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Baseball great Frank Robinson passed away on Thursday at the age of 83.
Robinson was a star athlete at McClymonds High School in Oakland, California. And he was not the only star athlete at the school. One of his teammates on the basketball team was Bill Russell, while on the baseball diamond at McClymonds and at the local American Legion Post his teammates included Vada Pinson (a lifelong friend who would also be his teammate with Cincinnati) and Curt Flood. At McClymonds, he was coached by a local legend, George Powles, who was seen as a mentor by many young men.
After High School, he signed a contract to play professional baseball in the Cincinnati Reds organization. He made quick work of the minor leagues, joining the big club at age 20 in 1956. He hit the ground running, tying a record for most home runs hit by a rookie (38, since broken) en route to winning the Rookie of the Year award. He would continue as a star player for the Reds for the next decade, impressing with both his results and his hard-nosed style of play (no player slid into second base harder to break up a double play and he crowded the plate daring pitchers to throw inside resulting in his leading the league in hit by pitches seven times). He would win the NL Most Valuable Player award in 1961 as he led the Reds to the pennant with a .323, 37 HR, 124 RBI line (Cincinnati would lose the World Series to the Yankees). He probably had an even better season in 1962 (.342, 39 HR, 136 RBI and leading the league in slugging percentage for the third consecutive season).
After the 1965 season, Robinson was involved in one of the most famous (and most lopsided) trades in history. He was traded to the Baltimore Orioles in exchange for pitchers Milt Pappas, Jack Baldschun and journeyman outfielder Dick Simpson. Reds owner Bill DeWitt justified the trade by asserting that Robinson was”…not a young 30.” Robinson would prove DeWitt wrong, leading the Orioles to the organization’s second ever AL pennant and first World Championship winning both the traditional triple crown (.316, 49 HR 122 RBI) and the slash-stat triple crown (.316/.410/.637). His performance earned him his second MVP award and he became the first, and still only, player to win an MVP in each league. He continued his stellar play for the Orioles for another five seasons, helping the club to three consecutive post-seasons from 1969-71 in which the O’s would claim three more AL pennants and another World Championship (1970 beating his former team — Cincinnati).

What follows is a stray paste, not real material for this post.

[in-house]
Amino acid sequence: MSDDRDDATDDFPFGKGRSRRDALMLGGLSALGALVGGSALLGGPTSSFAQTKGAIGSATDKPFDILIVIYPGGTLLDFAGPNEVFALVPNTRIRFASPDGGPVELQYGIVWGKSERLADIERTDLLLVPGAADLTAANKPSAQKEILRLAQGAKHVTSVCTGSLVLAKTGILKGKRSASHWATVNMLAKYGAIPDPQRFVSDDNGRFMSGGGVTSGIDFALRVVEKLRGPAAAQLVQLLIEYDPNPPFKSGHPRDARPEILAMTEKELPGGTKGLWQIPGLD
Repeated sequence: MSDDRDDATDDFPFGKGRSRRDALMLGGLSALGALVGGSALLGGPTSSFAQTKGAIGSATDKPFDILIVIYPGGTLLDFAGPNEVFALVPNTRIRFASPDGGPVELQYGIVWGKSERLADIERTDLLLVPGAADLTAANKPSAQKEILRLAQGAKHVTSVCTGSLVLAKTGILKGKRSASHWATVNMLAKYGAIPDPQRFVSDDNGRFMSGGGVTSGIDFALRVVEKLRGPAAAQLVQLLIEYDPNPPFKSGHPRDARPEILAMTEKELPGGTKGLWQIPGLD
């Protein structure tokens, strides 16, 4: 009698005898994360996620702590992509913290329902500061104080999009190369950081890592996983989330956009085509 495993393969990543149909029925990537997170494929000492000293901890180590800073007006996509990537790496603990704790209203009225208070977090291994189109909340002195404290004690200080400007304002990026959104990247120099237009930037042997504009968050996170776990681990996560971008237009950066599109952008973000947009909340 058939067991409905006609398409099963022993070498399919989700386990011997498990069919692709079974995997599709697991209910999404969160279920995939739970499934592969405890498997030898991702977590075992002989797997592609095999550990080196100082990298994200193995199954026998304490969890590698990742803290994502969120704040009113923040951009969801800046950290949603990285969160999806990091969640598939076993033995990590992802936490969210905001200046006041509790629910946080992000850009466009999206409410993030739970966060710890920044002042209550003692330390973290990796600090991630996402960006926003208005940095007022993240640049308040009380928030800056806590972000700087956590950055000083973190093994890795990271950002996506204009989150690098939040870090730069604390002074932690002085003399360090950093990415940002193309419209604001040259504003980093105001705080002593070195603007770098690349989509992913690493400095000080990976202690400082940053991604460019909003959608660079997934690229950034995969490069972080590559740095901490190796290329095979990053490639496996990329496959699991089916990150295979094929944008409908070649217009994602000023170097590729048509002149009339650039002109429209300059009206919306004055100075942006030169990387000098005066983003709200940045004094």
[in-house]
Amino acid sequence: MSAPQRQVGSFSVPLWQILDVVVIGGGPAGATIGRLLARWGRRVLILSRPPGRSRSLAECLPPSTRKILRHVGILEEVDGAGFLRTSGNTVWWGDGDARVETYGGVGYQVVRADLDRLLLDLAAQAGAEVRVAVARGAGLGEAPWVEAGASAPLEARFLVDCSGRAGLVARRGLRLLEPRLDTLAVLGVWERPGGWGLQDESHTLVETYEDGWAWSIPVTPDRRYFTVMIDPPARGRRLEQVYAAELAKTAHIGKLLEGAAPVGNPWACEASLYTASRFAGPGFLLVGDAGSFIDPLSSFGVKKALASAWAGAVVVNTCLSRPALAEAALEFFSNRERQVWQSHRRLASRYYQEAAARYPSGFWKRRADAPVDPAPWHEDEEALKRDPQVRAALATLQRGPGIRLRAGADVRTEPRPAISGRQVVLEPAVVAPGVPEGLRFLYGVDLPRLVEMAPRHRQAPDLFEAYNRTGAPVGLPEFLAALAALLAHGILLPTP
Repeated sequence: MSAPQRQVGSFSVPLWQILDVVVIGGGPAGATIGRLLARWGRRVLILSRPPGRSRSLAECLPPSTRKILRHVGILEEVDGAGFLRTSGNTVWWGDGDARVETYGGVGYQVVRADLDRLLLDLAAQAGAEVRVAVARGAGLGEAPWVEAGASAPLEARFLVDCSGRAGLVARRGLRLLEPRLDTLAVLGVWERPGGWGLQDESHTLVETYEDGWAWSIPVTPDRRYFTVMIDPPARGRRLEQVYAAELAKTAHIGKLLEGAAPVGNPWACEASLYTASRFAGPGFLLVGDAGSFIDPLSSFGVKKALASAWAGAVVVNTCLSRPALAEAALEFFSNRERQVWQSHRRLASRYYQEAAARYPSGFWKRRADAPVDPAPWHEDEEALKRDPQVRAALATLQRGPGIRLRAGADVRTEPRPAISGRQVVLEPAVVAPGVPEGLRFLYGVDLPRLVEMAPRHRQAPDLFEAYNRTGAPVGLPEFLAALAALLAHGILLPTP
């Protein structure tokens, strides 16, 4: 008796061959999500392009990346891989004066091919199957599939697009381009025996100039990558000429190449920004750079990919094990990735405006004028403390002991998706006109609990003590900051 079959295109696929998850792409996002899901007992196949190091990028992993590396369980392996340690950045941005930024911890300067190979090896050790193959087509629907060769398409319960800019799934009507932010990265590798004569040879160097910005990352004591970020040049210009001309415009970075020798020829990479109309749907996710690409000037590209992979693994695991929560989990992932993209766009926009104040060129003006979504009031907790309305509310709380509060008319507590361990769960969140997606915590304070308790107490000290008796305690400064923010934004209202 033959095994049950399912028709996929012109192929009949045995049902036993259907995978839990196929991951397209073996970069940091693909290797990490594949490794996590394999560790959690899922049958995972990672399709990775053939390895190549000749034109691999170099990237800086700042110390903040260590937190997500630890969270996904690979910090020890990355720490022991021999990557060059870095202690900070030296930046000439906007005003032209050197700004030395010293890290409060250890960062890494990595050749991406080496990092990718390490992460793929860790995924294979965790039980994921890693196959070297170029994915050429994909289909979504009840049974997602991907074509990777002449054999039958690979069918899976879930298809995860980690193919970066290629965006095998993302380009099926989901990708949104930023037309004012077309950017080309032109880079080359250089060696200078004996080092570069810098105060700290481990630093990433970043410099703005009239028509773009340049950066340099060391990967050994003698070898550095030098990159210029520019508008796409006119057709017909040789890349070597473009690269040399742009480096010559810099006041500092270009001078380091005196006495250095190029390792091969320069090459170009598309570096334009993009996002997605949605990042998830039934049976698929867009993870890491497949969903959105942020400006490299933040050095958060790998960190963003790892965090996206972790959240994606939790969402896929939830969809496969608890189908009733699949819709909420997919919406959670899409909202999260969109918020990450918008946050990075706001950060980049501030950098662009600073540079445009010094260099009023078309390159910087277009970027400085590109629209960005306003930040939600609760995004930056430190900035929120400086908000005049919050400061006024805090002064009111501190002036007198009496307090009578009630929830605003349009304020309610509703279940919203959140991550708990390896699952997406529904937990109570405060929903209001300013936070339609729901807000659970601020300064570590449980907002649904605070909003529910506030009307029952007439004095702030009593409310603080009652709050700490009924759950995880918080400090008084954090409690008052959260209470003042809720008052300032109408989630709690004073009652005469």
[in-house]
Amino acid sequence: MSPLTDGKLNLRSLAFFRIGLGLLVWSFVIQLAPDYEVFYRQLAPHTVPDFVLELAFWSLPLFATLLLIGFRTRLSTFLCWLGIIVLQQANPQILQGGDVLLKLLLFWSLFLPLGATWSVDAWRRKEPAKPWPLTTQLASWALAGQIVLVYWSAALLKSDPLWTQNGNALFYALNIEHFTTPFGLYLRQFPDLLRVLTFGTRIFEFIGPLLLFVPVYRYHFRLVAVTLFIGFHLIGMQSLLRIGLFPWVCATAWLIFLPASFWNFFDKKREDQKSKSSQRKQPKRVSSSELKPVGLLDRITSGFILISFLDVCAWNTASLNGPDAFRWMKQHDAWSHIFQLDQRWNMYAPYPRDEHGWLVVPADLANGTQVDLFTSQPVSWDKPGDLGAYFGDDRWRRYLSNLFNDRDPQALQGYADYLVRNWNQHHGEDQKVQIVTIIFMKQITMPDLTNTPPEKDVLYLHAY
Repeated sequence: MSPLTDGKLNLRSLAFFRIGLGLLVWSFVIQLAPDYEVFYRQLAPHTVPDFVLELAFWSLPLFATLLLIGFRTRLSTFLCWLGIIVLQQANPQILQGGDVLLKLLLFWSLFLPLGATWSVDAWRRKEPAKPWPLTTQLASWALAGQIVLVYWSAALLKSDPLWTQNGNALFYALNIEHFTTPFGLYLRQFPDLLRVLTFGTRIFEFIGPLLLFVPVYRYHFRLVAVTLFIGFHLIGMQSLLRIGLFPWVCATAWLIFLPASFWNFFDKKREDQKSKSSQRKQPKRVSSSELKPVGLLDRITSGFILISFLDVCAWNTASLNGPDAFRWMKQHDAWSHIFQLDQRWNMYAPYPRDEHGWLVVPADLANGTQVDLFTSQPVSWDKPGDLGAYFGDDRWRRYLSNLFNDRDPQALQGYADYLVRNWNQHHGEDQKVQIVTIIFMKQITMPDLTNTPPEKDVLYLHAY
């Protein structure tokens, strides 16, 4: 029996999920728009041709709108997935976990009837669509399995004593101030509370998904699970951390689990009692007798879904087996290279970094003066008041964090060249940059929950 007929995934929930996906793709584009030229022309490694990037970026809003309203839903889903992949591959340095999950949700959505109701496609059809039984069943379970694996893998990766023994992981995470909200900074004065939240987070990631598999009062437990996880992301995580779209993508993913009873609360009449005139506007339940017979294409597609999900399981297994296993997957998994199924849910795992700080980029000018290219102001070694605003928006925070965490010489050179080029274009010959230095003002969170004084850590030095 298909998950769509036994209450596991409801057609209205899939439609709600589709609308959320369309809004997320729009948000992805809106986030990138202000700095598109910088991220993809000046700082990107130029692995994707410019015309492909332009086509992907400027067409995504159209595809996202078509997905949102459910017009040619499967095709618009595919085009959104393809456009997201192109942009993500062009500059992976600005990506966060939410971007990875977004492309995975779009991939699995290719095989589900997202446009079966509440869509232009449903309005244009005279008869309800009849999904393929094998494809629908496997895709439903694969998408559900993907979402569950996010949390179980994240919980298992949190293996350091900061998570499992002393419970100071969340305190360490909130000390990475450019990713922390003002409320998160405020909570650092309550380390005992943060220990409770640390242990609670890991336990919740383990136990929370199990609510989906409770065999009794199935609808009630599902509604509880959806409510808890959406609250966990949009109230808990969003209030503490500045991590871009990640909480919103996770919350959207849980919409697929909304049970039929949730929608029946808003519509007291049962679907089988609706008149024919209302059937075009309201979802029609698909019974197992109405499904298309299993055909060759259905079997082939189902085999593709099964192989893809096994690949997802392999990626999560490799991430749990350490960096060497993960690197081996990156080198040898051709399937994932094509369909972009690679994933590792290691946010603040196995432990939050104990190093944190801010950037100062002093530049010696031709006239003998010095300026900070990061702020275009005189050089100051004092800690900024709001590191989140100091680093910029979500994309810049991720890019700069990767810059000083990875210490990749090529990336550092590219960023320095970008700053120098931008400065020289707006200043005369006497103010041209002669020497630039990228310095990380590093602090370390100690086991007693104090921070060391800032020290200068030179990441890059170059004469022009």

After 1971, he would be traded on an annual basis to any team looking for a big bat — moving to the Dodgers in 1972, the Angels in 1973 and the Indians in 1974. After the 1974 season, the Indians named him their player-manager for 1975. He thus became the first black manager in major league history. He would continue as a player-manager through the 1976 season after which he retired as a player at age 40. When he started his player-manager career in 1975, Robby looked to have a good chance of joining both the 3,000-hit club ( he was at 2,900) and the 600-homer club (he had 574). However, he concentrated on his managerial duties and put himself in the lineup in only 85 of the 324 games he managed in 1975-76. His career statistics are still impressive — 2,943 hits, 586 home runs, 5,373 total bases and so forth. For those so interested, here’s a link to his statistical record at Baseball-Reference. His playing career was capped by his election to the Baseball Hall of Fame as soon as he was eligible in 1982 entering the Hall with his longtime Right Field rival Hank Aaron.
Robinson managed for 16 seasons in the majors: three years with Indians (1975-77), four years with the Giants (1981-84), four years with Orioles (1988-91) and five years with the Expos/Nationals (2002-06). He won a Manager of the Year award in 1989 when the Orioles improved by 33 games from 54-107 to 85-75. When he was named manager of the Giants he also became the first black manager in the National League. His overall record as a manager was 1065-1176 and he never managed a team into the post-season. Robinson was a Baseball Lifer, first as a player, then as a manager, and between and after his managerial gigs in various capacities in the Commissioner’s Office and in the Orioles front office.
He is survived by his wife of 58 years, Barbara, and their two adult children.
Below is a brief video biography of Robby’s playing career presented by the Baseball Hall of Fame.
Rest in peace.